Partition of Kosovo “will never happen”

Kosovo’s Prime Minister Hashim Thaci has stated that Kosovo and Serbia “should normalize their relations”.

Source: Tanjug
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He stressed that he would never allow the northern enclave, inhabited mostly by Serbs, to break away.

“Kosovo has decided to have a dialogue with Serbia, to normalize relations. Kosovo will benefit, Serbia will benefit. This means the end of an era of conflicts in the region and quicker integration of all the countries (into the EU),” he told AP.

The fate of Kosovo's Orthodox Christian Serbs and the firm grip that Serbia has on northern Kosovo are the main sticking points, AP points out.

Some Serbian officials have said that partition is the best solution, but Thaci said that redrawing any borders would set a dangerous precedent for the Balkans, reports the agency.

He said Serbs in northern Kosovo must integrate into Kosovo Albanian society, but that task had been made more difficult because they "have been deceived now for 12 years by Belgrade that there will be partition”.

“That will never happen. Partition implies changing the borders for a minimum six countries," Thaci stressed.

Another source of division is a 2010 Council of Europe report by Swiss politician Dick Marty that alleges the rebel Kosovo Liberation Army, including Thaci, killed Serbian civilian captives during the 1990s and sold their organs. Albania and Kosovo have repeatedly denied the claims, AP points out.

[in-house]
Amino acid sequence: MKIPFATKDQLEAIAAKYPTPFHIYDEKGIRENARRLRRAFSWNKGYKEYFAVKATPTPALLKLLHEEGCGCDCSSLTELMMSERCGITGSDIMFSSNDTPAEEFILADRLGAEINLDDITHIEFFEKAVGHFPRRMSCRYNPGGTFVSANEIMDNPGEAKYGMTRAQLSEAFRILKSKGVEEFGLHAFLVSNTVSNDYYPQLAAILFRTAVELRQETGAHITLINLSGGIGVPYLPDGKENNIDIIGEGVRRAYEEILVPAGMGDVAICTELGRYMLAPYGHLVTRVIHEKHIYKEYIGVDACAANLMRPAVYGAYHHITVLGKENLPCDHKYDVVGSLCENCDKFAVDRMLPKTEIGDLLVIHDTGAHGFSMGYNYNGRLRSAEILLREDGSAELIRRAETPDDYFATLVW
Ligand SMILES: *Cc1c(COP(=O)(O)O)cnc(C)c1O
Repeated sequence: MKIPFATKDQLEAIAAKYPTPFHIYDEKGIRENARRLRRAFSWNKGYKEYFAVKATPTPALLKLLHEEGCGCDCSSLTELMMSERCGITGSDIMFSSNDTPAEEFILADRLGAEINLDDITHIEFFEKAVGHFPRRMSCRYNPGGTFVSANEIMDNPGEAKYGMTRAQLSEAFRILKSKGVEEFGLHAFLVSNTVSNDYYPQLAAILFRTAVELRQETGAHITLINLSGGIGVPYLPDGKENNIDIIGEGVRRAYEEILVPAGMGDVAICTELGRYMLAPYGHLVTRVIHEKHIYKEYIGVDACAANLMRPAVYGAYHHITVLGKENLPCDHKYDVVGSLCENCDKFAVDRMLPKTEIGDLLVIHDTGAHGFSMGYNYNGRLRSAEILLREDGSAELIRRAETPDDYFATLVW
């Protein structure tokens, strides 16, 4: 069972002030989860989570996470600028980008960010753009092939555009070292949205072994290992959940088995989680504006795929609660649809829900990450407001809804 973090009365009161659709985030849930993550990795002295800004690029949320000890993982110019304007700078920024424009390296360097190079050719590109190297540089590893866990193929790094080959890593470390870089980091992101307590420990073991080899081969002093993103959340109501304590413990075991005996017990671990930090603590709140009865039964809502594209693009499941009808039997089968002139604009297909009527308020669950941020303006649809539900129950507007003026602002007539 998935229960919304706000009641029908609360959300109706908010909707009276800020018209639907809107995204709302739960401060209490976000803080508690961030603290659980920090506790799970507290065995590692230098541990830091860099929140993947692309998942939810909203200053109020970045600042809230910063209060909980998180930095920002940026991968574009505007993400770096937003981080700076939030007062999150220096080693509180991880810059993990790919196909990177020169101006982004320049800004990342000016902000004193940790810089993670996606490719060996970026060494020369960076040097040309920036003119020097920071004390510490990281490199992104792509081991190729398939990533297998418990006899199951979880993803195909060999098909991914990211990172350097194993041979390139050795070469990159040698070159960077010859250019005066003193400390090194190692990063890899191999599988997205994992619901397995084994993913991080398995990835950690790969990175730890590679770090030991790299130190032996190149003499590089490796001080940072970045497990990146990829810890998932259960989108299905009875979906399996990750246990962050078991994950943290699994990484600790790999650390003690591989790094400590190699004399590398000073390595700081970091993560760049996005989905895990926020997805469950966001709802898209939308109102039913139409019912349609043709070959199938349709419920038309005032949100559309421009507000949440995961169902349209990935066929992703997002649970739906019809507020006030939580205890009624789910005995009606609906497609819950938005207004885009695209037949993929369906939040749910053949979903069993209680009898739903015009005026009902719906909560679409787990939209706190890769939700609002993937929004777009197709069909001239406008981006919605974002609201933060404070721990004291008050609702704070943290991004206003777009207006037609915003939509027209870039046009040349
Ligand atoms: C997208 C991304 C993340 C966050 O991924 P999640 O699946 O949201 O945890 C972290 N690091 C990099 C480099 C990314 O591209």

Earlier this month, Serbian War Crimes Prosecutor Vladimir Vukčević said that a witness had come forward and testified "in detail" about the allegations, which the EU is now investigating.

Thaci dismissed the claims as "science fiction," though he acknowledged "they have harmed my image, and the image of Kosovo."

The Kosovo PM said that over 90 countries had recognized Kosovo's independence, including much of Europe.

AP reports that Serbia insists it will never recognize Kosovo, which it views as a national heartland, but the EU wants Belgrade to normalize ties with Priština as a precondition for EU membership.

"We need to start. The more delays we face, the more difficult this process will become. Therefore both Kosovo and Serbia should fight to catch up, in order to have a faster integration process," Thaci was quoted as saying.

The EU is slated to release a report Oct. 10 on Kosovo's progress on preparing for a Stabilization and Association Agreement, the first step in the long path to membership, despite the fact that about, 5,600 NATO-led peacekeepers are still in charge of security and a 3,000-strong EU mission has the final say in legal matters.

Corruption, organized crime, smuggling and high unemployment remain huge problems, AP underscored.

"We have worked very hard, but I am aware that we need to do more," Thaci said. "We are now seen by the world as normal functioning country."

Kosovo, with about two million people, predominantly ethnic Albanians of Muslim faith, belongs to the International Monetary Fund and the World Bank, but cannot have its own telephone prefix because it does not belong to the UN.

Kosovo's membership at the UN is blocked by an ally of Serbia: Russia, a veto power-wielding member of the Security Council, which must approve any new members, explains AP.

"After normalization of relations with Serbia the path to the UN will be opened," Thaci claims.

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